How Your Mental Health Affects Your Financial Health
Even a slight decline in mental health can affect your financial situation.
Posted September 10, 2019
Most people who walk into my therapy office are experiencing psychological distress in one form or another. But the vast majority of those individuals are also experiencing financial distress.
It’s no coincidence. Research shows financial issues and mental health problems often go hand-in-hand.
One study found that individuals with depression and anxiety were three times more likely to be in debt. Other studies have even found a link between debt and suicide.
A slight decline in mental health (long before you’d meet the criteria for a diagnosable mental illness) can be linked to increased financial stress. And increased stress can lead to poorer mental health.
Think of psychological well-being as a continuum. On one end of the spectrum is mental health. On the other end is mental illness. You fall somewhere on the spectrum—and it’s likely to change slightly from day to day depending on a variety of factors, such as your physical health, sleep quality, nutrition, exercise level, stress, and overall mood.
If your mental health stays in a poor state for a length of time—or it just continues declining—you’re at an increased risk for financial problems as well. Here’s how poorer mental health can take a toll on your financial situation:
1. Life Feels Out of Control
When you feel as though you’re losing control over your mood and your thoughts, you’ll likely begin to feel as though life is out of control too, especially your financial life.
You may even lose hope about a brighter future. And who wants to save for a big purchase or put money away for retirement when life feels as though it’s spinning out of control. You might feel like the one thing you can control is your ability to buy something right now.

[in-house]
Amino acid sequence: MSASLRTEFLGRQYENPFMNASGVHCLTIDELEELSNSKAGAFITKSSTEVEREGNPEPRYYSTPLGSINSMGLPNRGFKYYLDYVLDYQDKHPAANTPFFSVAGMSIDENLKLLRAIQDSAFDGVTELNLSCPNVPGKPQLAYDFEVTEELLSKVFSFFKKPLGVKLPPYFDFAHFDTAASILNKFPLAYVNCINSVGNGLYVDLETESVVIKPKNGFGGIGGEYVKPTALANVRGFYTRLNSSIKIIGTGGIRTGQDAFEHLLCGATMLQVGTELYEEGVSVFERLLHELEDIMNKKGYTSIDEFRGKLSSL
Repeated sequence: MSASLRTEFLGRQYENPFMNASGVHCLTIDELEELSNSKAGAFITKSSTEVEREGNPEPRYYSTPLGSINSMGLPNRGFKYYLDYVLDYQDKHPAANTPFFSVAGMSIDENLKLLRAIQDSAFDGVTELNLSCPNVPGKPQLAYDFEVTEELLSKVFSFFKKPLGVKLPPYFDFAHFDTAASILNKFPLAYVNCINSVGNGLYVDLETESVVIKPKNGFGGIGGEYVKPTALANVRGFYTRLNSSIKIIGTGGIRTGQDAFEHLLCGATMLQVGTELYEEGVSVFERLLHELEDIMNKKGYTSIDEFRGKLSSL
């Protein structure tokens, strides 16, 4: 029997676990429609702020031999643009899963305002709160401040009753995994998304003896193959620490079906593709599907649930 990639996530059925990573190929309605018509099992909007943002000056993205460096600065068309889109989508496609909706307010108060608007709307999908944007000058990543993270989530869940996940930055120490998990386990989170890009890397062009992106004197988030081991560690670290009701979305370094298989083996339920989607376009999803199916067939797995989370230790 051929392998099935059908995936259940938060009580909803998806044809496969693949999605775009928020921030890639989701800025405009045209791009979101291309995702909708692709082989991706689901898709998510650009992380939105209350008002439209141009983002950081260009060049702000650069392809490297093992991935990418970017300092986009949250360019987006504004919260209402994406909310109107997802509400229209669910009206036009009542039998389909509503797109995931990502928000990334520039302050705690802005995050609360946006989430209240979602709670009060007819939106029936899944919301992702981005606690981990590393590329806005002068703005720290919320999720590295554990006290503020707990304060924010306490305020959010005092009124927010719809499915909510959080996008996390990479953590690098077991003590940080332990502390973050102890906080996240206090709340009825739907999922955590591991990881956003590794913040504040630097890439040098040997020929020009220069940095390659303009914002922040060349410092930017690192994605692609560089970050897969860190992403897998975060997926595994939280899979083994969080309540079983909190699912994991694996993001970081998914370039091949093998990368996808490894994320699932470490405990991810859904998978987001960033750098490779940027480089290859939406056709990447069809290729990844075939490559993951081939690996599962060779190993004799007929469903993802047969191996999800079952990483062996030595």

2. You’re More Likely to Avoid Problems
It takes a lot of concentration and fortitude to tackle a tall stack of bills or to call the credit card company to address your late payment.
And of course, sitting down to create a budget creates high anxiety and it’s often painful to face the facts. It’s much more tempting to avoid those sorts of problems when you aren’t feeling your best.
3. You Get Desperate for Temporary Relief
When you’re in pain, you’ll do almost anything to get out of it—even if it’s going to hurt you more in the long-term. It’s one of the reasons the term “retail therapy” was invented.
Buying something right now, whether it’s a new pair of shoes or a car you can’t afford, will give you momentary pleasure. But, there’s a good chance it will create more financial distress in the long-term.
4. Self-Esteem Plummets
Quite often, the worse you feel, the worse you feel about yourself. And that can lead many people to try and overcompensate.
Low self-esteem can cause someone to buy expensive clothing, a name brand watch, or even a luxury car in an attempt to project an image of success.
5. Energy Levels Decrease
A decline in mental health often means poorer quality of sleep, increased feelings of fatigue, and more trouble staying on task.
All of those things make it much more difficult to think about paying off debt. And it’s hard to create a plan for the bigger overall picture when you aren’t in the right state of mind.
6. Unhealed Wounds May Come Back to Haunt You
When you’re feeling down, your brain will recall all the other times when you felt similar feelings—and those just might be the lowest points in your life. Quite often, emotional wounds that never healed get re-opened as your mental health declines.
And for many people, that leads to changes in financial habits. A father who was teased for not having nice things as a kid may overspend on his children to prevent them from experiencing the same pain. Or, an individual who has never felt good enough might take out a bigger loan than she can afford in an attempt to get the attention she craves.
7. It’s Tough to Think Clearly
It can be hard to think about your grocery list, let alone your financial future when your mental health is on the decline. Making decisions, planning ahead, and organizing your financial situation may feel like an uphill battle that you’re unequipped to fight.
How to Improve Your Mental Health
Fortunately, there are steps you can take to improve your mental health—which can also improve your financial health.
Taking care of your body with adequate sleep, exercise and nutrition, socializing with supportive people, engaging in leisure activities (even when you don’t feel like it) and setting aside time to take care of your needs (like managing your budget) can help improve your psychological well-being.
If you’re struggling to build mental strength, get professional help. You might start by talking to your doctor to rule out physical health issues that might be behind your symptoms (like a thyroid problem). Then, you might try talking to a therapist who can help you identify concrete strategies for feeling better fast.